Justyn Ross is getting his shot.
After going undrafted over the weekend, the former Clemson wideout has signed a free agent deal with the Kansas City Chiefs.
Once the draft concluded and the weekend had come and gone with Ross still not being signed, speculation ran rampant as to why. Turns out, Ross was just doing his due diligence, according to Chiefs GM Brett Veach, as he had multiple offers on the table.
“We stayed in touch as the draft went on and then when the draft ended, he was just kind of going through some different options and we just stayed in touch,” Veach said. “And then (Monday) we just connected again. He had a chance to just review all the offers and the landscape of where everything was, and he decided to come here.”
Ross’ medical history has been well documented. He missed all of 2020 after having surgery to repair a congenital condition in his spine. While that alone may have scared some teams off, Kansas City’s medical team has done its homework and the organization is extremely comfortable bringing Ross on board.
“I think with Justyn, everyone kind of knows his story,” Veach said. “He’s certainly a really talented individual that had gone through his share of injuries at Clemson. I’ve always said that our docs are on the more conservative side, and we spent a lot of time, and I know our docs at KU (Kansas) spent a lot of time talking to the experts that dealt with Justyn. He’s cleared, and I think really, when you take away the neck situation, and again, our docs did a great job of exhausting all the information, I think for me, it’s a little easier on how I operate.
“I know how good our medical staff is. If they tell me yes, I feel good. If they tell me no, I don’t try to become a doctor all of a sudden and try to say well, this team said this. No. If our docs say good, we’re good, and Rick (Burkholder, Chiefs trainer) and his staff said they’re good.”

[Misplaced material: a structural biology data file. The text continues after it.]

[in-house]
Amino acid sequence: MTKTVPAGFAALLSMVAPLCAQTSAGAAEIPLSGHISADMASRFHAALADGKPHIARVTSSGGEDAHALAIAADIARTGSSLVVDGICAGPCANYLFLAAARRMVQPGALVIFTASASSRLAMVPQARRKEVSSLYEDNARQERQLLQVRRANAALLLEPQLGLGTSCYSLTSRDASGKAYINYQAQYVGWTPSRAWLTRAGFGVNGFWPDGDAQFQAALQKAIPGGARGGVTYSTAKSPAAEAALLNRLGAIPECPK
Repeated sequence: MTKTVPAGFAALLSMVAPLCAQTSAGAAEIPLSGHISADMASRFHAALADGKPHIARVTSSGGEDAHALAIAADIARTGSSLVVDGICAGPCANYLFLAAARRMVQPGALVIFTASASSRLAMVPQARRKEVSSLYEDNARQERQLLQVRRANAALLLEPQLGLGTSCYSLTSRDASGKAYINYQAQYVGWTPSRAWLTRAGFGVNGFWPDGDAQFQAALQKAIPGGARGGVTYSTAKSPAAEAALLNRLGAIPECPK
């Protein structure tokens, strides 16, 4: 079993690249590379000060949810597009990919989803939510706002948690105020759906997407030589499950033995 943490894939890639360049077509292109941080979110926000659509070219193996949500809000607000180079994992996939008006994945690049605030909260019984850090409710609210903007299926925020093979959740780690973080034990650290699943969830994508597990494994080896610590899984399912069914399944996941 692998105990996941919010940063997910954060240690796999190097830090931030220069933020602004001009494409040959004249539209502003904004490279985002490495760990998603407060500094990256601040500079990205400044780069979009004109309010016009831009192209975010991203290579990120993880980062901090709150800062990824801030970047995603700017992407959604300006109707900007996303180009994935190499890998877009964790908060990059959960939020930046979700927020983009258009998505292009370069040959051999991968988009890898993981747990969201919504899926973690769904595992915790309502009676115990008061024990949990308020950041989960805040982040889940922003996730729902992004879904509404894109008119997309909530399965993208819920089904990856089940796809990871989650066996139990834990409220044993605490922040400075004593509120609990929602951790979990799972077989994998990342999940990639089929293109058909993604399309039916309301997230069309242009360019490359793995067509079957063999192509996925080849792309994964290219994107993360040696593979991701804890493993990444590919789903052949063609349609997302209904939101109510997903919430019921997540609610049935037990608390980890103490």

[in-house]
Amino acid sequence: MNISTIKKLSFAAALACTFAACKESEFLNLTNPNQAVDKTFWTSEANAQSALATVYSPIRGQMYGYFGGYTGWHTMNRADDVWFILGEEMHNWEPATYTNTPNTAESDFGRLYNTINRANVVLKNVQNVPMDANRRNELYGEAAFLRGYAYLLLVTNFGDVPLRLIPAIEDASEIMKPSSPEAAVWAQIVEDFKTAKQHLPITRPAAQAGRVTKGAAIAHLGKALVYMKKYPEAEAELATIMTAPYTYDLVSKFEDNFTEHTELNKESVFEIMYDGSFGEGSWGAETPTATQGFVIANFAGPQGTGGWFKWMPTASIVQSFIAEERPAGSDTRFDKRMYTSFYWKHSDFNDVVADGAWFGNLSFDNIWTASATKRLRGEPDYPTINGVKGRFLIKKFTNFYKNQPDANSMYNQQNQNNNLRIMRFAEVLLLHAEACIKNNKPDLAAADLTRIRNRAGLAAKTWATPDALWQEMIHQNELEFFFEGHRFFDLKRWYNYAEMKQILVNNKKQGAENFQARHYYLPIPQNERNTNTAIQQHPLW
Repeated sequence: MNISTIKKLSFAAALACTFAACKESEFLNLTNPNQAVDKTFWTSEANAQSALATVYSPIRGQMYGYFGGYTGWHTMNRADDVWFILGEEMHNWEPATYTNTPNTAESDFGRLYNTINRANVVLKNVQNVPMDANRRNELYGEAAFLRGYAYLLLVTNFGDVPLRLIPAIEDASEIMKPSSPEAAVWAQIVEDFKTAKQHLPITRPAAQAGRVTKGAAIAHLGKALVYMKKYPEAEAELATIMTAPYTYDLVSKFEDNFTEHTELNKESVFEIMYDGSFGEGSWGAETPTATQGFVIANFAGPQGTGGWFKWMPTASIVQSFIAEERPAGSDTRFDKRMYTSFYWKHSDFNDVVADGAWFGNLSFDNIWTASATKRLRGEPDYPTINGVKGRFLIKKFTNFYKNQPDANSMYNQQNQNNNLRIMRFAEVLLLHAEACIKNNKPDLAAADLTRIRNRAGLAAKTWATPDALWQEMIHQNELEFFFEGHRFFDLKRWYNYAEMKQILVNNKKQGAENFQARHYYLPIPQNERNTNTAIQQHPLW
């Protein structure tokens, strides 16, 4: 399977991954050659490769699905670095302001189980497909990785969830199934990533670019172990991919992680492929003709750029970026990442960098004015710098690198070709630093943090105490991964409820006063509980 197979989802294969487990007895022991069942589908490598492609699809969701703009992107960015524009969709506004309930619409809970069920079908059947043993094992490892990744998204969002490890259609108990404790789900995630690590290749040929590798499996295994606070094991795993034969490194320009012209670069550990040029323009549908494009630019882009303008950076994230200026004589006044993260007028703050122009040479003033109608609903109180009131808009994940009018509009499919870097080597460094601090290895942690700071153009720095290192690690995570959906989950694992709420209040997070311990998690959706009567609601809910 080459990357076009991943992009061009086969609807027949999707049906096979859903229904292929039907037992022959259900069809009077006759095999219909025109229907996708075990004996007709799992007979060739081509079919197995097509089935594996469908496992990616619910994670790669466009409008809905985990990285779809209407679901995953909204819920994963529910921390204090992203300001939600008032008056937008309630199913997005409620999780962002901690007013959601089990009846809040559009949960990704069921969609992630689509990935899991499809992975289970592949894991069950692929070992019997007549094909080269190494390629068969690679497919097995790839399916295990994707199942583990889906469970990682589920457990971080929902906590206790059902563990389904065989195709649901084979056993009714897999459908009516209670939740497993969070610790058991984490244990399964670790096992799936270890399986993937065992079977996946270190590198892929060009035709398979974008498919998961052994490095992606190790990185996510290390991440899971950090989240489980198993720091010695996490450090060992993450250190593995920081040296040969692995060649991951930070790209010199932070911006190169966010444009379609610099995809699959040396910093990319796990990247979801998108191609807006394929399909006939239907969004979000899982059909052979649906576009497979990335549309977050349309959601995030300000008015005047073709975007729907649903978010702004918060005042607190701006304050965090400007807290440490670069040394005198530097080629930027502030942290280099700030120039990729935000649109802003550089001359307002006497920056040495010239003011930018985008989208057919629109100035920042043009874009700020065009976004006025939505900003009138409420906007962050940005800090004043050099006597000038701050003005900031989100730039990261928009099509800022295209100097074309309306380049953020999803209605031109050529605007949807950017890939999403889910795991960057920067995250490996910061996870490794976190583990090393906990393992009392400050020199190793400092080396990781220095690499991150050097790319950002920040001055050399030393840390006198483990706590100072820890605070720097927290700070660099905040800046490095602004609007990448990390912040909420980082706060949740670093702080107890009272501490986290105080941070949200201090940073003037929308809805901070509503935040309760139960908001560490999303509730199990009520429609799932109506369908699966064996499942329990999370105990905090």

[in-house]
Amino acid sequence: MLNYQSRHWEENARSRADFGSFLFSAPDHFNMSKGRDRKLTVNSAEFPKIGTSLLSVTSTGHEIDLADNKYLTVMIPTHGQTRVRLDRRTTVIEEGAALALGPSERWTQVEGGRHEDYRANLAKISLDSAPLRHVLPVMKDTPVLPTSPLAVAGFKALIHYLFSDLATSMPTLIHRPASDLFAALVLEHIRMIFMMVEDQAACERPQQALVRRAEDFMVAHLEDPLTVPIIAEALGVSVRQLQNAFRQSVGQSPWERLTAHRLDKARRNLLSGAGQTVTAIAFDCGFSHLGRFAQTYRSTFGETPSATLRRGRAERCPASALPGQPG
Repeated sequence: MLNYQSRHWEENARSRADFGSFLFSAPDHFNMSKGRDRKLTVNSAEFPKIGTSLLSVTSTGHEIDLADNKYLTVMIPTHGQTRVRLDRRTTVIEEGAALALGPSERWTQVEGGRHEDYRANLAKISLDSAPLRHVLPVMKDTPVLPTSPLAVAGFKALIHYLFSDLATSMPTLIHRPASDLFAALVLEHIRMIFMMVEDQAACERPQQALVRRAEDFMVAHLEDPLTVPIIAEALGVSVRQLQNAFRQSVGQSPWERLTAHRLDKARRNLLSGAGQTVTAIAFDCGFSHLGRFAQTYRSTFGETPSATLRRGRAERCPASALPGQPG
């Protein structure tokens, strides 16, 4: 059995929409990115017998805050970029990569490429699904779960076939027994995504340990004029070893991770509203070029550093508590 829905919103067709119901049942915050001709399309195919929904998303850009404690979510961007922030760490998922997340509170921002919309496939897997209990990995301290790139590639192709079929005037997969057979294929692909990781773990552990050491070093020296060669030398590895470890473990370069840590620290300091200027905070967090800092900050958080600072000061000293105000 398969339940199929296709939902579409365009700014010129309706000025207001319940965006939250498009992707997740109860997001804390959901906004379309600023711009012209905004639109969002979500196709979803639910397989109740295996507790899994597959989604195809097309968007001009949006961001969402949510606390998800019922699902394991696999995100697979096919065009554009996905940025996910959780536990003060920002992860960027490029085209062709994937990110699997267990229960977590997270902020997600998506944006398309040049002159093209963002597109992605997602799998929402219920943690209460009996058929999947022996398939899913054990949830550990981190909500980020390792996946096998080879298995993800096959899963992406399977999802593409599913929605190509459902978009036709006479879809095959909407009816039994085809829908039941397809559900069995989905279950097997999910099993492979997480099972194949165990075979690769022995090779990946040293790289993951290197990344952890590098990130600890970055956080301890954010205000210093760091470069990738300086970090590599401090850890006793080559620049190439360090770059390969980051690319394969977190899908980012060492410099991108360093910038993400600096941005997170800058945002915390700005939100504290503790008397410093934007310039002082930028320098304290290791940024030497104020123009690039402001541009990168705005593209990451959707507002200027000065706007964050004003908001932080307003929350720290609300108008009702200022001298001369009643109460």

On top of the spinal stuff, Ross played on an injured foot all of last season, before finally breaking it down the stretch and missing Clemson’s final three games. It hampered not only his production during the season, but also his Pro Day workout, ultimately taking a major toll on his draft stock.
“I think one of the things that popped up was a foot, and so that hindered him late in the season and then I think he really didn’t have time to test and train,” Veach said. “So, I think it was a combination of a lot of things, why he fell, and obviously most of it had to do with a couple of seasons ago with the neck.”
As far as the expectations go, Veach said they are the same as they would be for any other rookie that comes into their first camp, first round pick or undrafted free agent. If Ross takes care of business, and most importantly, stays healthy, the Chiefs know he is capable of getting on the field and producing.
“I think talent wise, as long as he stays healthy, he’ll have a shot,” Veach said. “It’ll just come down to him and how he handles the playbooks and being moved around and staying healthy and being diligent in regards to looking ahead and preventative things that he can do for his body. So, like a lot of these young guys, if he does those things, given the talent he has, he should be able to come here and potentially contribute.”
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